The second night on the boat passed smoothly. Exhaustion the previous day knocked me out quickly, and my alarm was the first recollection of waking in the dark. We went through the same morning routine as the previous day. Got ready, went to breakfast and then returned to our cabin to grab our gear. Only today there was a letter from the captain at our room. Reading the long form letter, the captain informed the passengers that the ship had not been able to travel at typical speed the previous day, and therefore we would be arriving in port 9 hours late!!!
Now for us, this wasn't an issue. Chris was taking a bus back to Seattle on Sunday, and Dorian and I had flights on Monday. But many a passenger likely had daytime flights on Saturday, and the letter said anything before 7:00 pm Saturday would likely be missed. A couple hours later they updated their assessment and let us know they were able to speed up overnight and given current conditions, we would only be 3 hours late. We hear stories of others who had contacted their airlines and changed flights, booked hotels, and paid various fees etc, only to find out that in most cases it would be unnecessary. It seems the letter was premature, and while it must take some work to print several 1,000, this minor inconvenience likely ruined the trip for some passengers. For us, it was a blip on the radar.
Emerging on the starboard side in very low light it became apparent that this morning there was far more action on the water than the previous day. Shearwaters, fulmars, gulls, and alcids could be made out by their shapes as they seemed to be flying all over the place. It was hard to make out details on most but there was certainly lots of activity. Perhaps most exciting thing was that there were already both LAYSAN and BLACK-FOOTED ALBATROSS flying near the boat.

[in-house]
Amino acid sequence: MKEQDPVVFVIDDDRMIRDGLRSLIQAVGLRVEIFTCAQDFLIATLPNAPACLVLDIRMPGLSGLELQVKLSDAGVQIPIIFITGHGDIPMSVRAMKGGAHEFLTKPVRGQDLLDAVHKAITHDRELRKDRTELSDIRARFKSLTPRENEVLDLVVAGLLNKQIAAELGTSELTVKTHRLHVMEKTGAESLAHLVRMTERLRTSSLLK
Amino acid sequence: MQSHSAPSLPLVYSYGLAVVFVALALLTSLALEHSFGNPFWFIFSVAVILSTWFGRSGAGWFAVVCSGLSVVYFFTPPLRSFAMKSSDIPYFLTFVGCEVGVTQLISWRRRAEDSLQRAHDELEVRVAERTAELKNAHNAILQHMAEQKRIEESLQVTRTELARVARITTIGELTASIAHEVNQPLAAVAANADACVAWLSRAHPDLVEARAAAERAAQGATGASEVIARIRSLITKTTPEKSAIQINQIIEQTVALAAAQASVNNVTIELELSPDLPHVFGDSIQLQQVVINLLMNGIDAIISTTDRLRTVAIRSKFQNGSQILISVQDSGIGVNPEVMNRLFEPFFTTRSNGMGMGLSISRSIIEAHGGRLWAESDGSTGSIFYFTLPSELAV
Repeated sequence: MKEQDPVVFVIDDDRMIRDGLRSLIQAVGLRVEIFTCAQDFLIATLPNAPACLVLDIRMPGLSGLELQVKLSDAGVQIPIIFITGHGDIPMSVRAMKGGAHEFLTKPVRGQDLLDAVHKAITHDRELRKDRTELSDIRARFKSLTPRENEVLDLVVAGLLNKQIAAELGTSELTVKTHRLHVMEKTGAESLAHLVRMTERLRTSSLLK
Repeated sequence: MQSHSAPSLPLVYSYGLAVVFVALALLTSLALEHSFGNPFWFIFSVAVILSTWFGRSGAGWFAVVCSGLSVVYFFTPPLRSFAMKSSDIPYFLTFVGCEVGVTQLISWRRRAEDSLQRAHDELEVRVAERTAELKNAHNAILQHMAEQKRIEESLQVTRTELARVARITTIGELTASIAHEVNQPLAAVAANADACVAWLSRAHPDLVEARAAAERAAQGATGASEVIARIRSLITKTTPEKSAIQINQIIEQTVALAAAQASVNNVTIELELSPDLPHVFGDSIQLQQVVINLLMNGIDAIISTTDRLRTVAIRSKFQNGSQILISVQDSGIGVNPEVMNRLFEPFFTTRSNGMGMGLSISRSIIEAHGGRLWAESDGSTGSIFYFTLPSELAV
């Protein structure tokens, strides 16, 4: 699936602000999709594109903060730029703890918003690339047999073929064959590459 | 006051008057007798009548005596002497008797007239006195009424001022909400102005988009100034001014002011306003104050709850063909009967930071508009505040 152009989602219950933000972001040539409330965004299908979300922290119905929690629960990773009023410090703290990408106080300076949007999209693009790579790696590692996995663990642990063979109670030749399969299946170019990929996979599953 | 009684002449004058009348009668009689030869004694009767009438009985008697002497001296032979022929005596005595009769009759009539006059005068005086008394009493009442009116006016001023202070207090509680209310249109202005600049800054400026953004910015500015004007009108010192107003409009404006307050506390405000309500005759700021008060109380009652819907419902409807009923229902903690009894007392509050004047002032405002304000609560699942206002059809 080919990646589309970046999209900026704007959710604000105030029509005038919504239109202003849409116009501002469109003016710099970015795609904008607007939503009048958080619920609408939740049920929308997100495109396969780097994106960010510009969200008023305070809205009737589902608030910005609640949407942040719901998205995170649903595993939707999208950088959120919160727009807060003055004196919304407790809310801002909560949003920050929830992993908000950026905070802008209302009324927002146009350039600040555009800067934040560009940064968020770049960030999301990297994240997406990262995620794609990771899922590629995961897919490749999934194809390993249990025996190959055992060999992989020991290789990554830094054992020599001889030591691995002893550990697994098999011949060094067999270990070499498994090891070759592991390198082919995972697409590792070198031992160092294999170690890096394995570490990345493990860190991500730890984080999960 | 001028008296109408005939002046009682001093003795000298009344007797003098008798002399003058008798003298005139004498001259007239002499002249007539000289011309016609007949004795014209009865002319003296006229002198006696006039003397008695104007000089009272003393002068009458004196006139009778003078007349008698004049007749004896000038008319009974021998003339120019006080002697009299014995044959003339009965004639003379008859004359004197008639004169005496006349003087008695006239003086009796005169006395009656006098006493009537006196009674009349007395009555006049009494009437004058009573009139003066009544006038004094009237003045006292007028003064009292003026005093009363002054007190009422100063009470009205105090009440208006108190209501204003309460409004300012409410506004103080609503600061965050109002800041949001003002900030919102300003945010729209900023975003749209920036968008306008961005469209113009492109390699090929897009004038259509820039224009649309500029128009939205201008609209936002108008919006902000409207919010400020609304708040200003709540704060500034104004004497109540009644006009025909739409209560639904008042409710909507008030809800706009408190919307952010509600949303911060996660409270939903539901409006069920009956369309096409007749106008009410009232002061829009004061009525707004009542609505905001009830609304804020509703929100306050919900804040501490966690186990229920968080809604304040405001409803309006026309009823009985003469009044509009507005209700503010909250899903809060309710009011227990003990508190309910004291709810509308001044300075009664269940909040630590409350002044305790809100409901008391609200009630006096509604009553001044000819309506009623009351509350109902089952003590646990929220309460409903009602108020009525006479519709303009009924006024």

Black-footed Albatross making a pass
I don't remember the exact time, but I remember there were only about 10 of us on the side of the boat when it happened. Most of the birders on board had migrated to the bow but a small contingent stuck to the side. As we scoped the water I heard a voice scream out, "SHORT_TAILED ALBATROSS!!!". It was Nick Lethaby and he had spotted our first target bird of the trip. Finding the bird in the distance wasn't too difficult--it's enormous pink bill hung obviously against the blue of the water. It wasn't a super satisfying look, but it was a lifer and got things moving.
After this, for the next hour, things seemed to slow down. I decided to check the port side where for some reason there were a good number of shearwaters and nearly a dozen albatross. I was the only one on the side of the boat which meant if I had a good bird, it would just be me, and vice-versa, I would miss something back on the starboard side if they had a good flyby. I was thinking about heading back to let the others know when a birder named Zach (Zack?) form the bay area appeared to let me know there was a lot happening on the other side of the boat. Super cool of him, and super thoughtful. We headed back to starboard and as we walked out the door screams of, "SHORT-TAILED ALBATROSS", erupted from several people. I didn't even need binoculars to see the large tubenose, which had come around the front of the boat and was banking out past us. I dropped my scope and started taking photos.
Lifer and rarity--Short-tailed Albatross
Zoomed and cropped version of the same image.
The bird passed close enough to get decent shots and make out a shiny band on its rear left foot. The bird headed straight away towards a fishing boat that had a steady stream of albatross following it. As the shortie veered to the right I scoped the line of Albatross behind it and counted more than 40 birds!!!
43 Albatross in one field of view!
White = Laysan, Yellow = Black-footed, and Red = Short-tailed.
White = Laysan, Yellow = Black-footed, and Red = Short-tailed.
I snapped a few pictures before the birds lifted off, and doing a quick review, Dorian spotted another SHORT-TAILED ALBATROSS in my photo sitting on the water!
The 2nd Short-tailed Albatross seen with the large group!